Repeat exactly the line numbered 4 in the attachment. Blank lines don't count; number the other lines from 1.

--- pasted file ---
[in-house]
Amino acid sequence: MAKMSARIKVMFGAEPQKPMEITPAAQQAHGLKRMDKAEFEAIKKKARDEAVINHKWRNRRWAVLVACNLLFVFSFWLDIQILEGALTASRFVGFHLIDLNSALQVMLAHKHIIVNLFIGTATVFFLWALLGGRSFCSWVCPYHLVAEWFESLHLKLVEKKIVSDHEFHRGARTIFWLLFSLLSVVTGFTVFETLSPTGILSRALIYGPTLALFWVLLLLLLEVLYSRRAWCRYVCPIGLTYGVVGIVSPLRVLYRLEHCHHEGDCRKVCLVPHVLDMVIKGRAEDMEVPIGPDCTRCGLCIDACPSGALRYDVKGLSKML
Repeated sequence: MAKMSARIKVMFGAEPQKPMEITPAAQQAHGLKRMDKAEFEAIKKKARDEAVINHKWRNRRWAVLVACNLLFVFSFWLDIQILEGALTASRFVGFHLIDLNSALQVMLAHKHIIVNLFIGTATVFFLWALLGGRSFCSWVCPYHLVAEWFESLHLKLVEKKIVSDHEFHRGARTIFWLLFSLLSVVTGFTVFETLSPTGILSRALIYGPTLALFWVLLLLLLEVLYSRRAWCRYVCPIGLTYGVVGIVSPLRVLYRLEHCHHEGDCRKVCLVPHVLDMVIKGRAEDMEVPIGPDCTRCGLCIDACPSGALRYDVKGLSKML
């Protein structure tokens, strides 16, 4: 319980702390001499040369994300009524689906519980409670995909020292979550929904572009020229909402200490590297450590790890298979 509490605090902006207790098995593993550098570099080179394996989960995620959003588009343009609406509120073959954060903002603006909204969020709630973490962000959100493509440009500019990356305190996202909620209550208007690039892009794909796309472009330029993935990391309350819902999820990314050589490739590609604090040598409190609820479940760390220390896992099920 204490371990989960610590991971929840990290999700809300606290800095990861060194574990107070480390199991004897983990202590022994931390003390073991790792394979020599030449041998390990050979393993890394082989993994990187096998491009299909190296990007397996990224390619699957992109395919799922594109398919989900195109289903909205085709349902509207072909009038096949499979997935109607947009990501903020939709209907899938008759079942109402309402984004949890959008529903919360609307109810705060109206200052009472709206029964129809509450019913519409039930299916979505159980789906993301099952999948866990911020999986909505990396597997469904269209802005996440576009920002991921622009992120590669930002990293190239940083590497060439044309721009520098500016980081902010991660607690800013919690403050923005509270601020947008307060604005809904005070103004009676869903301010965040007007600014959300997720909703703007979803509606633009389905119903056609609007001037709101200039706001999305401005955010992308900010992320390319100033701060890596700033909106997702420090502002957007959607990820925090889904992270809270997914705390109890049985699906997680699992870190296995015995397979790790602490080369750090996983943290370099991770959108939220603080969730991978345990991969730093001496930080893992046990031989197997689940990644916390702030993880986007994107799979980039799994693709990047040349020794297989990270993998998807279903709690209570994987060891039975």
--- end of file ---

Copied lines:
């Protein structure tokens, strides 16, 4: 319980702390001499040369994300009524689906519980409670995909020292979550929904572009020229909402200490590297450590790890298979 509490605090902006207790098995593993550098570099080179394996989960995620959003588009343009609406509120073959954060903002603006909204969020709630973490962000959100493509440009500019990356305190996202909620209550208007690039892009794909796309472009330029993935990391309350819902999820990314050589490739590609604090040598409190609820479940760390220390896992099920 204490371990989960610590991971929840990290999700809300606290800095990861060194574990107070480390199991004897983990202590022994931390003390073991790792394979020599030449041998390990050979393993890394082989993994990187096998491009299909190296990007397996990224390619699957992109395919799922594109398919989900195109289903909205085709349902509207072909009038096949499979997935109607947009990501903020939709209907899938008759079942109402309402984004949890959008529903919360609307109810705060109206200052009472709206029964129809509450019913519409039930299916979505159980789906993301099952999948866990911020999986909505990396597997469904269209802005996440576009920002991921622009992120590669930002990293190239940083590497060439044309721009520098500016980081902010991660607690800013919690403050923005509270601020947008307060604005809904005070103004009676869903301010965040007007600014959300997720909703703007979803509606633009389905119903056609609007001037709101200039706001999305401005955010992308900010992320390319100033701060890596700033909106997702420090502002957007959607990820925090889904992270809270997914705390109890049985699906997680699992870190296995015995397979790790602490080369750090996983943290370099991770959108939220603080969730991978345990991969730093001496930080893992046990031989197997689940990644916390702030993880986007994107799979980039799994693709990047040349020794297989990270993998998807279903709690209570994987060891039975």